It all began, it seems, like many things in sport, in the USA, the link between golf, show-biz, big business and even presidential politics came to the fore soon after the second world war.
Whilst some pre-war presidents had enjoyed private down time on the links, it was the 34th President of the United States of America, Dwight D Eisenhower who took the link between the White House and the clubhouse to an altogether different level, a mid-handicapper who, it is said, played over 800 rounds of golf during his two-term, eight-year tenure in office between 1953 and 1961.
Enjoying a 21-year association with Augusta National, Mr President even had a tree on the fabled course’s 17th fairway named after him after he tried, and failed to have it removed because he believed it hampered his game.
Most US Commanders in Chief have followed suit, John F Kennedy, George Bush, father-and-son, Gerald Ford, Bill Clinton, who was said to be quite liberal with the rules, Barack Obama, roundly criticised for the time he spent playing golf, although his predilection for the game was minor compared to the current incumbent of 1600 Pennsylvania Avenue.
Donald J Trump, not only plays golf – frequently – he also owns a host of golf resorts around the world, two in Scotland, two in Dubai, 12 in the USA and one in Asia; Trump is never shy in issuing invitations to the current greats of men’s golf, Tiger Woods, Gary Player, Dustin Johnson and Rory McIlroy amongst those who have teed-off with the 44th President of the USA.
But there is more than just golf involved when it comes to US Presidents and the PGA Tour; the ‘Big 3,’ egged-on by their agent and ‘Master Manipulator’ Mark H McCormack pressed the flesh with successive Presidents, the eponymous Presidents Cup a lucrative and politically-astute outcome which continues to this day.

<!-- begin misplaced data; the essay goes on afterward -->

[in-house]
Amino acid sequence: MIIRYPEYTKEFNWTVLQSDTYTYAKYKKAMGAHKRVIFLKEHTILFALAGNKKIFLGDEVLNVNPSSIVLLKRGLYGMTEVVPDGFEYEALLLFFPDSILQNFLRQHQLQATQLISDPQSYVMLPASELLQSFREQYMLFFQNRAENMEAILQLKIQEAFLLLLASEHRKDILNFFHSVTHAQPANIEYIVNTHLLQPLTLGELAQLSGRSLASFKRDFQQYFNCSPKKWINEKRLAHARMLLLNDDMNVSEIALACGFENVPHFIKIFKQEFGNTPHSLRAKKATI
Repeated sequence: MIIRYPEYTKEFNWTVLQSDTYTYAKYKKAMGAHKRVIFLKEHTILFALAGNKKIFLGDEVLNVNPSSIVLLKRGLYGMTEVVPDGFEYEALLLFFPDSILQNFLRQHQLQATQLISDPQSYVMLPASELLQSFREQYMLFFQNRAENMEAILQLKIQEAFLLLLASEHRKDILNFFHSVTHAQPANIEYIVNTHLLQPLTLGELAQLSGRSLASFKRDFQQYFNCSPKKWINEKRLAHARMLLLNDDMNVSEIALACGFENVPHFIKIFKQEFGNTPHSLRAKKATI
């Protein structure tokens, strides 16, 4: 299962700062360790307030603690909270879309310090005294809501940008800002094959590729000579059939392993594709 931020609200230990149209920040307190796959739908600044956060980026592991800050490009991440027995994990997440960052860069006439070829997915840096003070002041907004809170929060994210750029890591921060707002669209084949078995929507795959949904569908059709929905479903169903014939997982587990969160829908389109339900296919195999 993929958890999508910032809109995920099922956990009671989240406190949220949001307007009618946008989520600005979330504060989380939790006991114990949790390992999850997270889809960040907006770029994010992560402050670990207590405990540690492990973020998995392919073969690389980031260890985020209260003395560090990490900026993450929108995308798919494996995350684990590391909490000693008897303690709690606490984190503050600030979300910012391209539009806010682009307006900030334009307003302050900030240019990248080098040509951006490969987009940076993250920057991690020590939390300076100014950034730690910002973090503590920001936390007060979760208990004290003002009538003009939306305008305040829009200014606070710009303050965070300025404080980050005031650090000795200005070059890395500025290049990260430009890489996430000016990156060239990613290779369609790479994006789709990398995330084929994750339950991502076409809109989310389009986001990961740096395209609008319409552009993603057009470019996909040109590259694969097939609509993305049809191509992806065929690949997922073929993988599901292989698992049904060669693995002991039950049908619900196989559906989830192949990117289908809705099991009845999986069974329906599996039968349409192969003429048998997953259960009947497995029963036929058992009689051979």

Consequently, soft political power has enabled the PGA Tour to create, and maintain arguably the most generous and lucrative tax-lite regime in world sport, all part and parcel of its astute collaboration, some might say, ‘Connivance.’
Meanwhile, over in Hollywood, US comedian/movie star Bob Hope was also alert to the benefits golf could bring to his career as a performer; the co-star, with Bing Crosby of the award-winning, Road to… movie franchise caught-on to what golf could do for him and what he could do for golf, hosting the Bob Hope Classic on the PGA Tour from 1965 to 2015, well after his death in 2003, followed by a European Tour spin-off.
A glitzy, part golf, part show-biz charity-orientated tournament became a fixture on the PGA Tour, something a bit different, more relaxed and less formal than the stock-in-trade, week-in, week-out fare served up stateside, and it is said to have been the genesis of the Alfred Dunhill Links Championship going into its 20th year.
Over its 19-years and counting, the, ‘Dunhill Links’ as it is widely known has attracted many a Hollywood star – not to mention the one from the Northern Ireland version of ‘Tinseltown,’ Rory McIlroy – with quintessential English fop, Hugh Grant, US actor Bill Murray, who played Carl Spackler in the ultimate golf movie Caddyshack, Samuel L Jackson and Michael Douglas are virtual ever-presents at St Andrews each October.
Playing with tournament champion D.A Points, Murray, a regular on the pro-celebrity golf circuit on both sides of the Atlantic won the Pro-Am championship at the 2011 AT&T Pebble Beach National Pro-Am.
Douglas, who reportedly plays off 14.7 and is regularly to be spotted on the links in Bermuda with his Hollywood wife Catherine Zeta-Jones who has a hefty 24 handicap is also a regular at the Alfred Dunhill Links Championship
“It’s such a treat. It’s magical,” says Fatal Attraction and Wall Street star Michael Douglas, adding, “I can’t think of really any other sport that allows you to play with the best players in the world as an amateur, so that’s what’s beautiful about the handicap system and golf in general.”
And It’s not just the guys from the movies who have turned to golf to keep some balance in contrast to film sets and red carpets; as well as Ms Zeta-Jones, Charlie’s Angel star Cheryl Ladd plays off 18, Australian icon Nicole Kidman (Batman Forever / Moulin Rouge!) made a guest appearance at the glitzy Mission Hills Celebrity Pro-am, as has chart-topping singer Celine Dion when she’s not performing sell-out residencies at Caesar’s Palace in Las Vegas, earning a reported US$500,000 per show, nice work if you can get it.
So rewarding is her singing career, and so passionate is she about her golf that Canadian songstress Ms Dion actually bought her own golf course, Club de Golf Le Mirage in Quebec for US$15m, where she regularly hosts fellow A-listers including seven-handicapper Samuel L Jackson, Sylvester (Rambo) Stallone and Die Hard star Bruce Willis, who play off 11.4 and 36 respectively.